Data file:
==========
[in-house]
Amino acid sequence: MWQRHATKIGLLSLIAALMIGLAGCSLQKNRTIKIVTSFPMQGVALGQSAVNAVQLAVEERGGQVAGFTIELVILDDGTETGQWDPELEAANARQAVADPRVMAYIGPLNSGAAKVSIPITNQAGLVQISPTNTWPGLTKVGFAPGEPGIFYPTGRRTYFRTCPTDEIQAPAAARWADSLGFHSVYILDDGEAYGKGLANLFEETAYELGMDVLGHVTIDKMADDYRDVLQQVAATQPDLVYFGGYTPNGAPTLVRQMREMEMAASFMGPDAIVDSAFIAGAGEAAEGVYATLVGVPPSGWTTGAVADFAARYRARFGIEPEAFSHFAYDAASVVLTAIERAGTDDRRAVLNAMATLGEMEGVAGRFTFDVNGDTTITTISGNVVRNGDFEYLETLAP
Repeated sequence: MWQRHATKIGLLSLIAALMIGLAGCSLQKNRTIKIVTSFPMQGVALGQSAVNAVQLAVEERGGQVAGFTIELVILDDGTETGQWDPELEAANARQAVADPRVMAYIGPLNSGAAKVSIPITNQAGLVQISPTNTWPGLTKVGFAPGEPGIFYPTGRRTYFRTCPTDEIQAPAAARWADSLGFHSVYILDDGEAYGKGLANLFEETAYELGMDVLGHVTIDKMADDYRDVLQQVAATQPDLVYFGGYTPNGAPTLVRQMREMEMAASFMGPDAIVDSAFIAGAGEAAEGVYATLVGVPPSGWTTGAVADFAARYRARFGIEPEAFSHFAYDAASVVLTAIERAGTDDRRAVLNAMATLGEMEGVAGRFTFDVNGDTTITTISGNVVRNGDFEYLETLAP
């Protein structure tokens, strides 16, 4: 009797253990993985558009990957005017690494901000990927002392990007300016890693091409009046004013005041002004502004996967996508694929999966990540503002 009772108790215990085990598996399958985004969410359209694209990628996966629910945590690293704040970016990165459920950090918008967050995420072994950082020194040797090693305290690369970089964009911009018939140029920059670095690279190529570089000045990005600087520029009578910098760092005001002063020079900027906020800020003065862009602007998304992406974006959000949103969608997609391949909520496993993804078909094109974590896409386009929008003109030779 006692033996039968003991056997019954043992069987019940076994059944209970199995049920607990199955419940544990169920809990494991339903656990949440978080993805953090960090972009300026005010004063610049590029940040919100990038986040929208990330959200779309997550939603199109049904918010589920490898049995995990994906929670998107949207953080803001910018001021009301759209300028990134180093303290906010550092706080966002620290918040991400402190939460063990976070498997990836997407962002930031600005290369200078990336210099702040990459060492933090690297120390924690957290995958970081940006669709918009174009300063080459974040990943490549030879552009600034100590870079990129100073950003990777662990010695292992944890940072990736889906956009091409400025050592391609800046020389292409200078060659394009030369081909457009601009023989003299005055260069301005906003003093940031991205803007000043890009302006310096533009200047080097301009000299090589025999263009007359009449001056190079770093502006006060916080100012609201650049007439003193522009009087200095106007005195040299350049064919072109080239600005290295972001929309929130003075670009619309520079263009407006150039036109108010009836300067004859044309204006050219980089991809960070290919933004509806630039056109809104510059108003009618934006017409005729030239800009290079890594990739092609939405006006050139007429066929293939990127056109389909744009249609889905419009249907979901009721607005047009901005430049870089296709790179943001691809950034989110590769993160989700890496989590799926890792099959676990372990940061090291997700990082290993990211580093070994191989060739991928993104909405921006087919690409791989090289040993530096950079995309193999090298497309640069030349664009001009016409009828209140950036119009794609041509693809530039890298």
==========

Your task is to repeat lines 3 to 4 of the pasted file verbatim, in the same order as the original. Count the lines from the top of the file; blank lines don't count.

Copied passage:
Repeated sequence: MWQRHATKIGLLSLIAALMIGLAGCSLQKNRTIKIVTSFPMQGVALGQSAVNAVQLAVEERGGQVAGFTIELVILDDGTETGQWDPELEAANARQAVADPRVMAYIGPLNSGAAKVSIPITNQAGLVQISPTNTWPGLTKVGFAPGEPGIFYPTGRRTYFRTCPTDEIQAPAAARWADSLGFHSVYILDDGEAYGKGLANLFEETAYELGMDVLGHVTIDKMADDYRDVLQQVAATQPDLVYFGGYTPNGAPTLVRQMREMEMAASFMGPDAIVDSAFIAGAGEAAEGVYATLVGVPPSGWTTGAVADFAARYRARFGIEPEAFSHFAYDAASVVLTAIERAGTDDRRAVLNAMATLGEMEGVAGRFTFDVNGDTTITTISGNVVRNGDFEYLETLAP
């Protein structure tokens, strides 16, 4: 009797253990993985558009990957005017690494901000990927002392990007300016890693091409009046004013005041002004502004996967996508694929999966990540503002 009772108790215990085990598996399958985004969410359209694209990628996966629910945590690293704040970016990165459920950090918008967050995420072994950082020194040797090693305290690369970089964009911009018939140029920059670095690279190529570089000045990005600087520029009578910098760092005001002063020079900027906020800020003065862009602007998304992406974006959000949103969608997609391949909520496993993804078909094109974590896409386009929008003109030779 006692033996039968003991056997019954043992069987019940076994059944209970199995049920607990199955419940544990169920809990494991339903656990949440978080993805953090960090972009300026005010004063610049590029940040919100990038986040929208990330959200779309997550939603199109049904918010589920490898049995995990994906929670998107949207953080803001910018001021009301759209300028990134180093303290906010550092706080966002620290918040991400402190939460063990976070498997990836997407962002930031600005290369200078990336210099702040990459060492933090690297120390924690957290995958970081940006669709918009174009300063080459974040990943490549030879552009600034100590870079990129100073950003990777662990010695292992944890940072990736889906956009091409400025050592391609800046020389292409200078060659394009030369081909457009601009023989003299005055260069301005906003003093940031991205803007000043890009302006310096533009200047080097301009000299090589025999263009007359009449001056190079770093502006006060916080100012609201650049007439003193522009009087200095106007005195040299350049064919072109080239600005290295972001929309929130003075670009619309520079263009407006150039036109108010009836300067004859044309204006050219980089991809960070290919933004509806630039056109809104510059108003009618934006017409005729030239800009290079890594990739092609939405006006050139007429066929293939990127056109389909744009249609889905419009249907979901009721607005047009901005430049870089296709790179943001691809950034989110590769993160989700890496989590799926890792099959676990372990940061090291997700990082290993990211580093070994191989060739991928993104909405921006087919690409791989090289040993530096950079995309193999090298497309640069030349664009001009016409009828209140950036119009794609041509693809530039890298």